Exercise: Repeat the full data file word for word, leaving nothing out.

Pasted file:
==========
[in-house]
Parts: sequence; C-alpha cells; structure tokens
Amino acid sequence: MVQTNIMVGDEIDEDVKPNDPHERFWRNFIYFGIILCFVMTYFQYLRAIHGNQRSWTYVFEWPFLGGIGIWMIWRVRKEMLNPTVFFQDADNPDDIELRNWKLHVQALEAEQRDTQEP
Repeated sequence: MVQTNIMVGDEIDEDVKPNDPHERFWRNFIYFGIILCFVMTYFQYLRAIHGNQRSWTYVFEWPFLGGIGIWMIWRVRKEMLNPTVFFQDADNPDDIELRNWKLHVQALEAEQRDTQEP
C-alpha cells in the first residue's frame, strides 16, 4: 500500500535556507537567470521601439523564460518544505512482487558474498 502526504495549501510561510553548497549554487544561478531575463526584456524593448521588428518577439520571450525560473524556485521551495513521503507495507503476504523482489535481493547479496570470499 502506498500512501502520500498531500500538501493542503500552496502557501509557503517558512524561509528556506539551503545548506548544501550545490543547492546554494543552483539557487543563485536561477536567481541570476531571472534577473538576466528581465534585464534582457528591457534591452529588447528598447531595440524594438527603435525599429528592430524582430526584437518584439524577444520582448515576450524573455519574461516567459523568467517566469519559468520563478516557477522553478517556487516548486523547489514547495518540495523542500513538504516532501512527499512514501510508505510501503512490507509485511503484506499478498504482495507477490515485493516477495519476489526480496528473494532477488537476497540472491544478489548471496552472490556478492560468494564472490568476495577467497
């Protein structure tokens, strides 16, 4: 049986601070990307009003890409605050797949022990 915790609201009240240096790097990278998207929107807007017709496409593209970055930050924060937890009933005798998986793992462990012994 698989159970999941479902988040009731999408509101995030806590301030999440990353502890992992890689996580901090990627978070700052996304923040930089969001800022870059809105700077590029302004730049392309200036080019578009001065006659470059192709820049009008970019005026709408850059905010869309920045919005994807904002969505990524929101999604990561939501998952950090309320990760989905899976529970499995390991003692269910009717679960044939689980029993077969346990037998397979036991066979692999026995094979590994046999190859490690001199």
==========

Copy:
[in-house]
Parts: sequence; C-alpha cells; structure tokens
Amino acid sequence: MVQTNIMVGDEIDEDVKPNDPHERFWRNFIYFGIILCFVMTYFQYLRAIHGNQRSWTYVFEWPFLGGIGIWMIWRVRKEMLNPTVFFQDADNPDDIELRNWKLHVQALEAEQRDTQEP
Repeated sequence: MVQTNIMVGDEIDEDVKPNDPHERFWRNFIYFGIILCFVMTYFQYLRAIHGNQRSWTYVFEWPFLGGIGIWMIWRVRKEMLNPTVFFQDADNPDDIELRNWKLHVQALEAEQRDTQEP
C-alpha cells in the first residue's frame, strides 16, 4: 500500500535556507537567470521601439523564460518544505512482487558474498 502526504495549501510561510553548497549554487544561478531575463526584456524593448521588428518577439520571450525560473524556485521551495513521503507495507503476504523482489535481493547479496570470499 502506498500512501502520500498531500500538501493542503500552496502557501509557503517558512524561509528556506539551503545548506548544501550545490543547492546554494543552483539557487543563485536561477536567481541570476531571472534577473538576466528581465534585464534582457528591457534591452529588447528598447531595440524594438527603435525599429528592430524582430526584437518584439524577444520582448515576450524573455519574461516567459523568467517566469519559468520563478516557477522553478517556487516548486523547489514547495518540495523542500513538504516532501512527499512514501510508505510501503512490507509485511503484506499478498504482495507477490515485493516477495519476489526480496528473494532477488537476497540472491544478489548471496552472490556478492560468494564472490568476495577467497
């Protein structure tokens, strides 16, 4: 049986601070990307009003890409605050797949022990 915790609201009240240096790097990278998207929107807007017709496409593209970055930050924060937890009933005798998986793992462990012994 698989159970999941479902988040009731999408509101995030806590301030999440990353502890992992890689996580901090990627978070700052996304923040930089969001800022870059809105700077590029302004730049392309200036080019578009001065006659470059192709820049009008970019005026709408850059905010869309920045919005994807904002969505990524929101999604990561939501998952950090309320990760989905899976529970499995390991003692269910009717679960044939689980029993077969346990037998397979036991066979692999026995094979590994046999190859490690001199």